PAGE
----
Motion for Summary Judgment. See ECF No. 73. The
Court issued the required notice to Plaintiff pursuant to
Rand v. Rowland, 154 F.3d 952 (9th Cir. 1998) (en
banc), and Klingele v. Eikenberry, 849 F.2d 409 (9th
Cir. 1998). See ECF No. 74. Plaintiff was informed
that he had until September 9, 2019, to file an Opposition,
id.; however, Plaintiff later filed a request
seeking an extension, see ECF No. 82, which the
Court granted. See ECF No. 86.
alleges that, on November 1, 2014, he was “brutally and
viciously attacked by R.J. Donovan Correctional Facility
(“RJD”) staff.” ECF No. 1-2 at 9. On this
date, Plaintiff was “ordered to get into [his] blues
(Class A clothing) and report to the building 10
office” of Ramrakha. Id. at 10. When Plaintiff
came to Ramrakha’s office, he claims Ramrakha
“irrationally asked [him] about the behavior of another
inmate” who was formally Plaintiff’s cellmate.
Id. Plaintiff indicated to Ramrakha that he
“could not answer why another inmate would behave in a
certain manner.” Id. Plaintiff alleges
Ramrakha “escalated the situation and went ahead with
his plans that began this ordeal.” Id.
alleges that Ramrakha wrote an “untruthful”
report, in which he claimed that Plaintiff “had
previously refused three cellies” and was “having
trouble with a fourth cellie currently assigned” to
Plaintiff’s cell. Id. Plaintiff claims he
“never refused a cellie.” Id. In
addition, Ramrakha claimed in the report that, due to
Plaintiff’s “aggressive nature and because
[Plaintiff] told [Ramrakha] to lock [him] up,” Ramrakha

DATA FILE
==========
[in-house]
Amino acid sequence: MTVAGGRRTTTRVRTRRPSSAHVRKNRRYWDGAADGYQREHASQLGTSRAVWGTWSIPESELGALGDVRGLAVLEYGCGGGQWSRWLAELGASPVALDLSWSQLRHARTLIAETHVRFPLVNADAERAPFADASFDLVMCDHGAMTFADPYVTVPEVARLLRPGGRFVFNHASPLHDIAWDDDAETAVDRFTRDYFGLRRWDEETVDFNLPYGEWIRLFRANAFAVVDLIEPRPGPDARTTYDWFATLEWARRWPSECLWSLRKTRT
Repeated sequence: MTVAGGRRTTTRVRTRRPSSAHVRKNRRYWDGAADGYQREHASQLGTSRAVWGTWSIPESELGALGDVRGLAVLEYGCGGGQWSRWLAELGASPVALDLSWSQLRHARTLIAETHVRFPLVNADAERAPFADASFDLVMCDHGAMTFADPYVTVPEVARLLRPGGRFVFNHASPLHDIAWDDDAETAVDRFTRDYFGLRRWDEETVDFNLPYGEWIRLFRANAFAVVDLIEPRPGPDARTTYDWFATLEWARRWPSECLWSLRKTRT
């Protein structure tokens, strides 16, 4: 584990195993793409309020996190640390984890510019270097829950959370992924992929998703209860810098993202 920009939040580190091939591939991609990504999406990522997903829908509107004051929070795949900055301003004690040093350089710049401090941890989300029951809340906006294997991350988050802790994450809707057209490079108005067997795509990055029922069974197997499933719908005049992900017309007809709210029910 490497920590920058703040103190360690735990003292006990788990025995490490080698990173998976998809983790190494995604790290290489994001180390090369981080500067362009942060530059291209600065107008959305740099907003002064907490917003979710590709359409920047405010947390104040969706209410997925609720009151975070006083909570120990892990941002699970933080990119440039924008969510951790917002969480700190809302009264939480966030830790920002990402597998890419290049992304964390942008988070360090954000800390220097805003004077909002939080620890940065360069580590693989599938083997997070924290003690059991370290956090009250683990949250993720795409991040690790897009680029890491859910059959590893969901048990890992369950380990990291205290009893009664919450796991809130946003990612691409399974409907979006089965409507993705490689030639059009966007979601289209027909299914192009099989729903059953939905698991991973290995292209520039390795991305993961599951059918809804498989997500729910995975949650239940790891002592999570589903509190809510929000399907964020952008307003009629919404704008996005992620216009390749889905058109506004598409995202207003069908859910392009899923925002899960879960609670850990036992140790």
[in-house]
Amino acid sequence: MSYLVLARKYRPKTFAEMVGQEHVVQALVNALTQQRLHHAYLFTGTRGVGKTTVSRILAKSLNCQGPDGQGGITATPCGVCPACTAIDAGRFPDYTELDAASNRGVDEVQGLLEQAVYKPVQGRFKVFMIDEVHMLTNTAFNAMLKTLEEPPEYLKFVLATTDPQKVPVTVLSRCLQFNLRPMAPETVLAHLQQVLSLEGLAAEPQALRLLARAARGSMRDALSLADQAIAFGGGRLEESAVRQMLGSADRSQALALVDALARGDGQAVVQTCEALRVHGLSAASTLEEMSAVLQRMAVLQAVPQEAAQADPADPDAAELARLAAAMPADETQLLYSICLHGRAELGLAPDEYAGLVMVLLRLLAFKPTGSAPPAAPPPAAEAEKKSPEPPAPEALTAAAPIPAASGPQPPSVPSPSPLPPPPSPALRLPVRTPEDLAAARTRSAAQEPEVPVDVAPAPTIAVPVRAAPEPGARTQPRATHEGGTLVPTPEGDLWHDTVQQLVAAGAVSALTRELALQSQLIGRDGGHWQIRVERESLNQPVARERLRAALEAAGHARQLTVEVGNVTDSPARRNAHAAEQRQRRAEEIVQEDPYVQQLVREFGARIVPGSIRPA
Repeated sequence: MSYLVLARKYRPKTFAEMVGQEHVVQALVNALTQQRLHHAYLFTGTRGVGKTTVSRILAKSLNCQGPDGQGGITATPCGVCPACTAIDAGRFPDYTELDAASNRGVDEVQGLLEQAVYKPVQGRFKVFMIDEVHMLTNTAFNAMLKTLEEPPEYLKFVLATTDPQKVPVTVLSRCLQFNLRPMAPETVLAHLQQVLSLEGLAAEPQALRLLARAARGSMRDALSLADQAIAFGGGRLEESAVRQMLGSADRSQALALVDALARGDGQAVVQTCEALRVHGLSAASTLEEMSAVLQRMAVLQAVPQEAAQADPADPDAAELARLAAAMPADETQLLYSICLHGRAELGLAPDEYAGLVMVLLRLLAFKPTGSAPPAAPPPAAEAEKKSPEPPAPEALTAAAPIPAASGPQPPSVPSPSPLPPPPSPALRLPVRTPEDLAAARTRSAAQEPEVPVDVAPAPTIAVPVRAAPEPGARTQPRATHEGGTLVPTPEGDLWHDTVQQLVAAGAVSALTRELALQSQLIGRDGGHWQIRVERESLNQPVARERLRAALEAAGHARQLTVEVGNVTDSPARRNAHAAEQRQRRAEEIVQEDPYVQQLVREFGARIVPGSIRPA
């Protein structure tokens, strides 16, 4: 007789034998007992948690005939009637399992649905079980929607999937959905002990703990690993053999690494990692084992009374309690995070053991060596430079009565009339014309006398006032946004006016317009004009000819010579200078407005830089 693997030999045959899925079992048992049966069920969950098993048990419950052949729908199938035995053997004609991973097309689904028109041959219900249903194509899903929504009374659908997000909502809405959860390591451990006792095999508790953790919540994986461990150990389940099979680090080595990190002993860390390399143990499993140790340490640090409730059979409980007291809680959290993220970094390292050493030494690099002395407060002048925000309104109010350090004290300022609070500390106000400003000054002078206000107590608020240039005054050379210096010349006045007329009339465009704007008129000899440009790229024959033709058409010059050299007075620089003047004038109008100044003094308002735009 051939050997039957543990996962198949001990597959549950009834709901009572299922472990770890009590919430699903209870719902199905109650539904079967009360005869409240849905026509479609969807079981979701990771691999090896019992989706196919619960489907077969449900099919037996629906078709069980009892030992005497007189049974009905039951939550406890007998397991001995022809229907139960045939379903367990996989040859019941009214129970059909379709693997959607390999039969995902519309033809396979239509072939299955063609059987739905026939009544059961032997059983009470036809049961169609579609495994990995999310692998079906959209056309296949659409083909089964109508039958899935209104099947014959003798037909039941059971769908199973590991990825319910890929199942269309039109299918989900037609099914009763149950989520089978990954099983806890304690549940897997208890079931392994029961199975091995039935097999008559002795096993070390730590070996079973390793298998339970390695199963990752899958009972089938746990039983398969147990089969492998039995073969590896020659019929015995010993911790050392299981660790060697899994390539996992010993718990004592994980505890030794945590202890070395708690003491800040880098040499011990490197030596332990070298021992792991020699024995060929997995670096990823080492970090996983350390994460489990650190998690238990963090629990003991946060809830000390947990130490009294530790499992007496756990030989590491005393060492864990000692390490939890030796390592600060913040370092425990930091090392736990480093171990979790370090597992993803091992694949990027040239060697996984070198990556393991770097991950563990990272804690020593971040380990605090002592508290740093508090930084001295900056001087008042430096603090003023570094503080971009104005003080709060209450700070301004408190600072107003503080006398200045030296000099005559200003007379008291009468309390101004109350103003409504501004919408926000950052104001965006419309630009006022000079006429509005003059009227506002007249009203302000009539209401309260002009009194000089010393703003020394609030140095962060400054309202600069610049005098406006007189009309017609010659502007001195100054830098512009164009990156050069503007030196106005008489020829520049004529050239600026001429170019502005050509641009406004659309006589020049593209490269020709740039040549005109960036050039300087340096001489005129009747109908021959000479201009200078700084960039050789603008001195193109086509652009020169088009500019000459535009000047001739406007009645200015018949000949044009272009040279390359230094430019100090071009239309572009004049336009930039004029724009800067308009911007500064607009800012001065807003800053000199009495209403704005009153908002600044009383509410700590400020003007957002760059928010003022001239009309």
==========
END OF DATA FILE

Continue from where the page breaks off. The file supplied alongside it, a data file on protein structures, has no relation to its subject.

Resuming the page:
had Plaintiff “placed in handcuffs.” Id.
The handcuffs were “placed behind”
Plaintiff’s back and he was “escorted to the
program office.” Id.
Plaintiff was being escorted, Hernandez reported that
Plaintiff stated, “[expletive] you Sarge, I want you
guys to assault me so I can sue you [expletive], I am a hell
of a writer” and he purportedly “kept shouting
obscenities.” Id. at 11. Hernandez reported
that Plaintiff “lunged in handcuffs at the Sgt. who
allegedly was walking 5 feet in front of [Plaintiff] and that
Hernandez felt concern for the safety of his superior.”
Id. Hernandez claimed he “tried to pull
[Plaintiff] back” but Plaintiff “exerted an
aggressive forward momentum.” Id. A
“beating ensued” and Plaintiff was
“violently shoved into a stand up 3’ x 3’ x
8’ holding cage in handcuffs.” Id. at
12. Plaintiff alleges that the “shove was so hard [his]
blood sprayed against the adjacent wall.” Id.
Plaintiff claims that a “video will show” that he
had a “bleeding wound on the left side of [his] head
area above the temple,” a “bleeding scraped
area” on his “left forehead area above the left
eyebrow, a “bone chip” on his chin, and
“two burn like marks” on his left leg.
Id. at 13.
November 1, 2014, Ramrakha, formerly a Sergeant at RJD, was
“informed that inmate Farr, CDCR no. T51954 was having
a problem with his cellmate.” ECF No. 73-4
(“Ramrakha Decl.”) ¶ 2. When Ramrakha
“arrived in housing unit 10,” he was informed by
“floor staff” that Plaintiff had “refused
cellmates in the past and was having problems with the
current inmate in his cell.” Id. Ramrakha
interviewed Plaintiff who told him that he “did not
want anyone in his cell due to his aggressive personality and
was not accepting a cellmate.” Id. Ramrakha
claims Plaintiff “became more aggressive by talking